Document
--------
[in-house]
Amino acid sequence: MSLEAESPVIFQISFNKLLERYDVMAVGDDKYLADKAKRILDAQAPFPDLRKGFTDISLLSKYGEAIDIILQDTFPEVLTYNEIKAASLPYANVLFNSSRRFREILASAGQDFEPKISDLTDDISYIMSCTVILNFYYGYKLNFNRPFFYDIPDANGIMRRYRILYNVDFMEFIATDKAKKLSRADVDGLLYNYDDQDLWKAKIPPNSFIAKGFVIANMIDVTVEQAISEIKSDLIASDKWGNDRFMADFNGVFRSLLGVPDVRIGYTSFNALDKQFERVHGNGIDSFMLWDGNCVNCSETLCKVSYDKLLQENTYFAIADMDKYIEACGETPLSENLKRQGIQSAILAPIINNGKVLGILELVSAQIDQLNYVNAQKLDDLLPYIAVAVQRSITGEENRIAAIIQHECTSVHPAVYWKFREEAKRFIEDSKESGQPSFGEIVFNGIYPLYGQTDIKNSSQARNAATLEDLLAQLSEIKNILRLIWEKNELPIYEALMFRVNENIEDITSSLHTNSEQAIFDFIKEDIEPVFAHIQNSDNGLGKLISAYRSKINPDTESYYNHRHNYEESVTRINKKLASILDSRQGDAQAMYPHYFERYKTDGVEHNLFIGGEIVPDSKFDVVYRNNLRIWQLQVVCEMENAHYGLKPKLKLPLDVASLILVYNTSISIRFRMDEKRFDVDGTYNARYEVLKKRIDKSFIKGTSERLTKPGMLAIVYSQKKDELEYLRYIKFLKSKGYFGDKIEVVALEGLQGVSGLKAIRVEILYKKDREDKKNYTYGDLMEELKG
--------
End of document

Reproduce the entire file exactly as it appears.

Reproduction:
[in-house]
Amino acid sequence: MSLEAESPVIFQISFNKLLERYDVMAVGDDKYLADKAKRILDAQAPFPDLRKGFTDISLLSKYGEAIDIILQDTFPEVLTYNEIKAASLPYANVLFNSSRRFREILASAGQDFEPKISDLTDDISYIMSCTVILNFYYGYKLNFNRPFFYDIPDANGIMRRYRILYNVDFMEFIATDKAKKLSRADVDGLLYNYDDQDLWKAKIPPNSFIAKGFVIANMIDVTVEQAISEIKSDLIASDKWGNDRFMADFNGVFRSLLGVPDVRIGYTSFNALDKQFERVHGNGIDSFMLWDGNCVNCSETLCKVSYDKLLQENTYFAIADMDKYIEACGETPLSENLKRQGIQSAILAPIINNGKVLGILELVSAQIDQLNYVNAQKLDDLLPYIAVAVQRSITGEENRIAAIIQHECTSVHPAVYWKFREEAKRFIEDSKESGQPSFGEIVFNGIYPLYGQTDIKNSSQARNAATLEDLLAQLSEIKNILRLIWEKNELPIYEALMFRVNENIEDITSSLHTNSEQAIFDFIKEDIEPVFAHIQNSDNGLGKLISAYRSKINPDTESYYNHRHNYEESVTRINKKLASILDSRQGDAQAMYPHYFERYKTDGVEHNLFIGGEIVPDSKFDVVYRNNLRIWQLQVVCEMENAHYGLKPKLKLPLDVASLILVYNTSISIRFRMDEKRFDVDGTYNARYEVLKKRIDKSFIKGTSERLTKPGMLAIVYSQKKDELEYLRYIKFLKSKGYFGDKIEVVALEGLQGVSGLKAIRVEILYKKDREDKKNYTYGDLMEELKG